When it was time for lunch, we had to ski down two runs, go up one lift, ski down slightly to another lift, then go down the lift to get to the lodge. First time I've ever taken a lift down!

Gabriel and I had a nice lunch chatting, then got ourselves geared back up for the series of lifts to take us back up.

We ran into Julian's lesson on the way up, and he seemed like he was having fun.

He was excited to show me his new "hockey stop."

Gabriel and I spent most of our time on Ridge Run, though it had one area that was particularly windblown, and so was pretty icy. Other parts were deep in the mandmade snow, and this was almost worse for me. I don't know how to deal with big piles of snow that grab your skis and suddenly slow you down.

I was mindful of the time, however. I had to be at the gondola area ready to pick up Julian and Katrina at 3:45. Gabriel and I would have to make our way back down the mountain, un-gear and board a ski bus back to downtown, then find a way to get our skis to the car without losing my parking spot, then walk the ~10 minutes to the gondola area to pick up the other two by 3:45 the latest. Whew. We'd better get started on our way back at 2:30.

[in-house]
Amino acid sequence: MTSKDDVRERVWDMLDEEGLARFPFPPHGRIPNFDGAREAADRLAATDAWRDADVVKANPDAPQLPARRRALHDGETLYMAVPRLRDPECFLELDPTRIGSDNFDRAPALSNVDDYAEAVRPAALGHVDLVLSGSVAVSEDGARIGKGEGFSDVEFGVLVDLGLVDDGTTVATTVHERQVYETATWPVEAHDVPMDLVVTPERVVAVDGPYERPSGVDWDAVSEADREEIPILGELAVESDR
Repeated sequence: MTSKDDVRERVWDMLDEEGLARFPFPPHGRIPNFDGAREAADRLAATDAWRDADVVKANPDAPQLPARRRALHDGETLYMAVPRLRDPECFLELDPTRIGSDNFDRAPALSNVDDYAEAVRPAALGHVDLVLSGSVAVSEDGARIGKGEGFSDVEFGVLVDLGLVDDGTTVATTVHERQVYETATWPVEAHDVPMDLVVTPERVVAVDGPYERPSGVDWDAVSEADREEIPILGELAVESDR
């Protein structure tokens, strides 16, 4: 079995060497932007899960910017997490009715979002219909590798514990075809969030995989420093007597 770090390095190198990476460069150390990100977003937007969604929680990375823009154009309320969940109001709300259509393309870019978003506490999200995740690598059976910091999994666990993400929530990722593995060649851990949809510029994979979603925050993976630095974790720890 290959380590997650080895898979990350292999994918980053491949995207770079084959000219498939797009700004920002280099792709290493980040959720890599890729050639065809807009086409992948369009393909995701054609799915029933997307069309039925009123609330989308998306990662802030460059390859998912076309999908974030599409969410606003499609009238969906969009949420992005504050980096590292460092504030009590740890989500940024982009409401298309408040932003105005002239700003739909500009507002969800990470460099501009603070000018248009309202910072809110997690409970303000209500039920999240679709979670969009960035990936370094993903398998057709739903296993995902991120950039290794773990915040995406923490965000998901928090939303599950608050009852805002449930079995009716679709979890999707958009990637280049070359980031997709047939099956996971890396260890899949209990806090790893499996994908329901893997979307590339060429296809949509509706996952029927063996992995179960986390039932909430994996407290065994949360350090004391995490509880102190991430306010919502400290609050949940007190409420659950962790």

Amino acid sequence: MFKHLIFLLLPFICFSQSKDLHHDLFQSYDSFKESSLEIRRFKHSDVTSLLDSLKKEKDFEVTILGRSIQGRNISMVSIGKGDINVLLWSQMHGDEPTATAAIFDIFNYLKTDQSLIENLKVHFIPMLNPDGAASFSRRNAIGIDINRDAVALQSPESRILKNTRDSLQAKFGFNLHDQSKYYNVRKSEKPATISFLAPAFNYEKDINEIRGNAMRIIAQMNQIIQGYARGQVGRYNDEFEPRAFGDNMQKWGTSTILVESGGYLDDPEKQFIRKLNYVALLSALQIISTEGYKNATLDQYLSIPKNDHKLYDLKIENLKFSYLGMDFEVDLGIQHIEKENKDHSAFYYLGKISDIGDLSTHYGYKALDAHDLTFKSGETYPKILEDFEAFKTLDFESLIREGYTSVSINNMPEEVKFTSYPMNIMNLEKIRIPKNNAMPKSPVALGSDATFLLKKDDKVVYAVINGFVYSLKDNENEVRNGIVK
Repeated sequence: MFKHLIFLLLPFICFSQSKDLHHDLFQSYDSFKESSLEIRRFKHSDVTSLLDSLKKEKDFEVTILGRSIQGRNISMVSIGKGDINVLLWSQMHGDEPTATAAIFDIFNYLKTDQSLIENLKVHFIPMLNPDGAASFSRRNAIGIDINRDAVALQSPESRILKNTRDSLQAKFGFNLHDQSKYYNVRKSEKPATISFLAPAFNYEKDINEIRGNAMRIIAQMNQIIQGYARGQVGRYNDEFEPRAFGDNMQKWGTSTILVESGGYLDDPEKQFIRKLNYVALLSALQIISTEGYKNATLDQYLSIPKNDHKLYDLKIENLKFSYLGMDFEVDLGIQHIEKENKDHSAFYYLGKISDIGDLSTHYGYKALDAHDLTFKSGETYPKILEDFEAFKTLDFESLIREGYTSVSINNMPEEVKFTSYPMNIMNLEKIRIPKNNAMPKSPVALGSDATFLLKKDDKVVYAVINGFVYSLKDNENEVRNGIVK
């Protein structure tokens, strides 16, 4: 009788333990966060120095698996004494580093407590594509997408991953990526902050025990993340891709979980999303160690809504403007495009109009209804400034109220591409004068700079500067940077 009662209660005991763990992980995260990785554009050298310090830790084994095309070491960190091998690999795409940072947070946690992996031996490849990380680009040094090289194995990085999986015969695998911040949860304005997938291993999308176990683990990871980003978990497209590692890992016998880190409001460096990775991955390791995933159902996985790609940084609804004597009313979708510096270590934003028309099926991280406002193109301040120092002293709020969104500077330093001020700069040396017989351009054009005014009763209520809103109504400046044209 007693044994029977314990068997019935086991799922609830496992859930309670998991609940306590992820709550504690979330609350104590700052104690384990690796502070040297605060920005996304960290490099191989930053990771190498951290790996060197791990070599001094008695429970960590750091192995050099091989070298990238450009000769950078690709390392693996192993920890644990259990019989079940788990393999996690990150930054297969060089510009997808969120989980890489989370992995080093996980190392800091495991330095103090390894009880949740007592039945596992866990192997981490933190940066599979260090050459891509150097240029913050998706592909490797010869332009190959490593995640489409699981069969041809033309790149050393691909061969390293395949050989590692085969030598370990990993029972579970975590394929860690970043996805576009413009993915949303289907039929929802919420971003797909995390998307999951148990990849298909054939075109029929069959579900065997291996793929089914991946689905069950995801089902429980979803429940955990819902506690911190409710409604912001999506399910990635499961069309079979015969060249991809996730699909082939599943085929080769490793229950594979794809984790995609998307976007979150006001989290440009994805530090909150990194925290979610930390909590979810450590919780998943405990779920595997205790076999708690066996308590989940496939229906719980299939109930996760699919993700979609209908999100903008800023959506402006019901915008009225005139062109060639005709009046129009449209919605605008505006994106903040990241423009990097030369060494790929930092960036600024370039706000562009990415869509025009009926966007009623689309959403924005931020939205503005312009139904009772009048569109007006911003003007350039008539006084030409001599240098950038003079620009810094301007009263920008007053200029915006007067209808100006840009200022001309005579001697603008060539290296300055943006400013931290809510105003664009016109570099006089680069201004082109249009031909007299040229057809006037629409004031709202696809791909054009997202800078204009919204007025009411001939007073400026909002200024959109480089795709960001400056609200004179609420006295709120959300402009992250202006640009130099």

I timed our round-trip runs: 16 minutes to lift, ski, start the lift again. At the top of our Ridge Run at 2:31pm, I told Gabriel this was the last run, then we'd start working our way down. "Ok Mom!"

Gabriel and I are a decent match skiing. I'm faster than he is on the easy parts, but as soon as there's any ice or deeper snow or challenge, he doesn't slow down and easily passes me. This last run, I made sure to stay behind him even when I could have passed him. He was having fun on the sides where the whoop-de-doo's and jumps were, though he seemed awfully close to the edge to me. I squelched my worried-mom instincts and just let it go. When you have a (almost) 10-year-old boy, you have to do that.

Then on one jump, Gabriel got a little bent out of shape, staggered, then lost control, and then he was tumbling toward the boulders on the side. He landed backward, with his back draped over a rock and his left arm twisted unnaturally behind him.